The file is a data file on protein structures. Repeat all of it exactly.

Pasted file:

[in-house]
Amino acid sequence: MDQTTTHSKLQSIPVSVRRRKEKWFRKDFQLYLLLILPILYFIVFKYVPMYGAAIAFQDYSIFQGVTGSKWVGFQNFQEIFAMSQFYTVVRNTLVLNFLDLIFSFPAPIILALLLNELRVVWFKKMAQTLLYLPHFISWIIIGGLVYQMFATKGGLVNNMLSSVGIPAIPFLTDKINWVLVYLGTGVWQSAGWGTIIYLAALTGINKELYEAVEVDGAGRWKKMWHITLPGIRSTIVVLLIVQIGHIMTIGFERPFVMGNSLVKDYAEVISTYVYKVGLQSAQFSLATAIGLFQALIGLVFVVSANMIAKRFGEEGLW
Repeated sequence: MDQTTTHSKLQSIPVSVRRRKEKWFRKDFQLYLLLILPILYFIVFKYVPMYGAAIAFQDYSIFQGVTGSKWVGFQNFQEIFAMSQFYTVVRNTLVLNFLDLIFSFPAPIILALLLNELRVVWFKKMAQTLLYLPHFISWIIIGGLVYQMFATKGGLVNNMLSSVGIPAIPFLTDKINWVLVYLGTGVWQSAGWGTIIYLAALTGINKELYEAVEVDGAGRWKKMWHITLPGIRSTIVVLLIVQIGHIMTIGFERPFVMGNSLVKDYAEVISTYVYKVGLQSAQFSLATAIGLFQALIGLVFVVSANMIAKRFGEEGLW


[in-house]
Amino acid sequence: MDQTTTHSKLQSIPVSVRRRKEKWFRKDFQLYLLLILPILYFIVFKYVPMYGAAIAFQDYSIFQGVTGSKWVGFQNFQEIFAMSQFYTVVRNTLVLNFLDLIFSFPAPIILALLLNELRVVWFKKMAQTLLYLPHFISWIIIGGLVYQMFATKGGLVNNMLSSVGIPAIPFLTDKINWVLVYLGTGVWQSAGWGTIIYLAALTGINKELYEAVEVDGAGRWKKMWHITLPGIRSTIVVLLIVQIGHIMTIGFERPFVMGNSLVKDYAEVISTYVYKVGLQSAQFSLATAIGLFQALIGLVFVVSANMIAKRFGEEGLW
Repeated sequence: MDQTTTHSKLQSIPVSVRRRKEKWFRKDFQLYLLLILPILYFIVFKYVPMYGAAIAFQDYSIFQGVTGSKWVGFQNFQEIFAMSQFYTVVRNTLVLNFLDLIFSFPAPIILALLLNELRVVWFKKMAQTLLYLPHFISWIIIGGLVYQMFATKGGLVNNMLSSVGIPAIPFLTDKINWVLVYLGTGVWQSAGWGTIIYLAALTGINKELYEAVEVDGAGRWKKMWHITLPGIRSTIVVLLIVQIGHIMTIGFERPFVMGNSLVKDYAEVISTYVYKVGLQSAQFSLATAIGLFQALIGLVFVVSANMIAKRFGEEGLW